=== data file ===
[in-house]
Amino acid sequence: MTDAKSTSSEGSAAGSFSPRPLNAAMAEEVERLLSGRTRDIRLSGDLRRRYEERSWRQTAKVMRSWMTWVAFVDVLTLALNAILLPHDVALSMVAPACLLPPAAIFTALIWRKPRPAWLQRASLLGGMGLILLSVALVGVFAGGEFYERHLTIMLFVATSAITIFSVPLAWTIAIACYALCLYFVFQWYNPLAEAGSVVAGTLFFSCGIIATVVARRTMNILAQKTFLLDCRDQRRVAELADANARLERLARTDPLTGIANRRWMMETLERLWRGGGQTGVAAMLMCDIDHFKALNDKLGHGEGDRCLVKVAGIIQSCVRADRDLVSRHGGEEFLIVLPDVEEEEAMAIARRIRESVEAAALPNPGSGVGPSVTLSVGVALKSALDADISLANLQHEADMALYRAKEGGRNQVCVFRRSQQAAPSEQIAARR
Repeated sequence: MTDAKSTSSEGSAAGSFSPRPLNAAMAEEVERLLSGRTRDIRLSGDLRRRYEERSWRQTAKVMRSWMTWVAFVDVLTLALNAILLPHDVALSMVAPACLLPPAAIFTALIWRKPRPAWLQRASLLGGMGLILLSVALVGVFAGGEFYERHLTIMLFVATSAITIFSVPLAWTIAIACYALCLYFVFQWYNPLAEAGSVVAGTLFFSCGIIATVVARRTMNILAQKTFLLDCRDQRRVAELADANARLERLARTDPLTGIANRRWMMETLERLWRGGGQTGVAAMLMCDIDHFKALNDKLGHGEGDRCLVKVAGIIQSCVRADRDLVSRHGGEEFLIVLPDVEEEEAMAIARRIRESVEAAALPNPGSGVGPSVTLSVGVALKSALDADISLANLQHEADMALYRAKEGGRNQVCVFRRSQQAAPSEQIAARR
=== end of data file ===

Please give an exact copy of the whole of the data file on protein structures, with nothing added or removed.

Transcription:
[in-house]
Amino acid sequence: MTDAKSTSSEGSAAGSFSPRPLNAAMAEEVERLLSGRTRDIRLSGDLRRRYEERSWRQTAKVMRSWMTWVAFVDVLTLALNAILLPHDVALSMVAPACLLPPAAIFTALIWRKPRPAWLQRASLLGGMGLILLSVALVGVFAGGEFYERHLTIMLFVATSAITIFSVPLAWTIAIACYALCLYFVFQWYNPLAEAGSVVAGTLFFSCGIIATVVARRTMNILAQKTFLLDCRDQRRVAELADANARLERLARTDPLTGIANRRWMMETLERLWRGGGQTGVAAMLMCDIDHFKALNDKLGHGEGDRCLVKVAGIIQSCVRADRDLVSRHGGEEFLIVLPDVEEEEAMAIARRIRESVEAAALPNPGSGVGPSVTLSVGVALKSALDADISLANLQHEADMALYRAKEGGRNQVCVFRRSQQAAPSEQIAARR
Repeated sequence: MTDAKSTSSEGSAAGSFSPRPLNAAMAEEVERLLSGRTRDIRLSGDLRRRYEERSWRQTAKVMRSWMTWVAFVDVLTLALNAILLPHDVALSMVAPACLLPPAAIFTALIWRKPRPAWLQRASLLGGMGLILLSVALVGVFAGGEFYERHLTIMLFVATSAITIFSVPLAWTIAIACYALCLYFVFQWYNPLAEAGSVVAGTLFFSCGIIATVVARRTMNILAQKTFLLDCRDQRRVAELADANARLERLARTDPLTGIANRRWMMETLERLWRGGGQTGVAAMLMCDIDHFKALNDKLGHGEGDRCLVKVAGIIQSCVRADRDLVSRHGGEEFLIVLPDVEEEEAMAIARRIRESVEAAALPNPGSGVGPSVTLSVGVALKSALDADISLANLQHEADMALYRAKEGGRNQVCVFRRSQQAAPSEQIAARR